Other observers suggest that JAM’s continued ability to function amid overwhelming evidence implicating the group in violence, terrorism, and crime stems from the group’s links to the security services and the political establishment, including all of Trinidad’s major political parties.  In theory, such access would leave Abu Bakr and his associates immune from prosecution out of fear they would disclose the exact nature of their corrupt dealings with prominent politicians, security officials, and business leaders in Trinidad.  

Origins and Ideology

In spite of its dogmatic rhetoric and revolutionary discourse, JAM today is widely regarded as a criminal gang more than anything else.  And while many observers continue to mistakenly link JAM to international extremist movements with a transnational agenda such as al-Qaeda, the evidence suggests that JAM’s brand of militancy has played out solely within a local Trinidadian context to further narrow objectives and there are no indications to suggest that this will change.  That aside, a glimpse at JAM’s origins and early ideology provide insight into some of the factors that may have contributed to the violent coup attempt and other aspects of the group’s behavior.

JAM emerged in the early 1980s during a period of severe social and economic crisis and heightened racial and ethnic tensions between Afro-Trinidadians and Indo-Trinidadians (often referred to as East Indians due to their South Asian roots), the multiethnic country’s two dominant communities.  The group’s founder and leader, Yasin Abu Bakr, is a 68 year-old Afro-Trinidadian convert to Islam. Formerly a police officer under the name Lenox Philip, he is now known as “the Imam” by his followers. Abu Bakr founded JAM along with a core group of likeminded associates as a movement to advocate on behalf of all Afro-Trinidadians, the overwhelming majority of whom are Christians.  Owing to its origins, JAM has always been an essentially Afro-Trinidadian movement.  The group has, however, been known to attract a small number of East Indian Muslims and members of other ethnic and racial groups drawn to its social agenda. [1]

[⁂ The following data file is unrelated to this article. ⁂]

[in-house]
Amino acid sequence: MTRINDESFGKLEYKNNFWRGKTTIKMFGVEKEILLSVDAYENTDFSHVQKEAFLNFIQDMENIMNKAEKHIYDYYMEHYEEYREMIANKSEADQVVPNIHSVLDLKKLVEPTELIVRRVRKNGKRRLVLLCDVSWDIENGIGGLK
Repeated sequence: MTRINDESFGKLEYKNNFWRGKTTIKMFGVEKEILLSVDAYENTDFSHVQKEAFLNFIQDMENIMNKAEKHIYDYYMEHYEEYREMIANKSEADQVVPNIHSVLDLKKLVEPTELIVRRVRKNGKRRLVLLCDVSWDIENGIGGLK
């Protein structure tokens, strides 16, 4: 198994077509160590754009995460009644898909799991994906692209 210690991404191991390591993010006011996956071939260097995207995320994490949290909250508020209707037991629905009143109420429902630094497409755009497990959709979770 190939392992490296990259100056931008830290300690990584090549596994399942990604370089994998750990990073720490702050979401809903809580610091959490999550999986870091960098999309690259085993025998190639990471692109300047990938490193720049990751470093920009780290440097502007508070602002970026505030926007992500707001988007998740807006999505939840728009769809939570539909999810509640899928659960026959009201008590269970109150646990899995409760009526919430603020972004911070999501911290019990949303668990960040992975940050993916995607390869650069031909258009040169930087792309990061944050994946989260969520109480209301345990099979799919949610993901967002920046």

While JAM may be characterized as an Islamist group, the pan-African nationalist ideals that gave rise to a heightened sense of black consciousness and ultimately the “Black Power” movement in the 1960s and 1970s profoundly impacted the outlook of the organization’s founders. [2] Abu Bakr has claimed, for instance, that his worldview was inspired by the popular turmoil in February 1970 that came to be known in Trinidad as the “Black Power Revolt.” [3] JAM’s discourse mirrors the rhetoric used by the most militant strains of pan-African nationalist movements such as the Nation of Islam who claim to advocate on behalf of all black people, not just Muslims.  Leftist populism and the anti-imperialist narratives that fueled national liberation movements during the Cold War have also influenced JAM’s ideology.

Islam has always had a special resonance among adherents of the Black Power movement, including non-Muslims. [4] The harsh legacy of slavery in the Americas has profoundly impacted how Afro-Trinidadians perceive their identity.  The ethnicities, languages, and religions of African slaves were essentially replaced with the cultures, languages, and religions of their slave owners.  In this context, Christianity became associated with slavery and colonialism. [5] Therefore, for many Afro-Trinidadians, conversion to Islam signified an affirmation of cultural identity, resistance, and empowerment.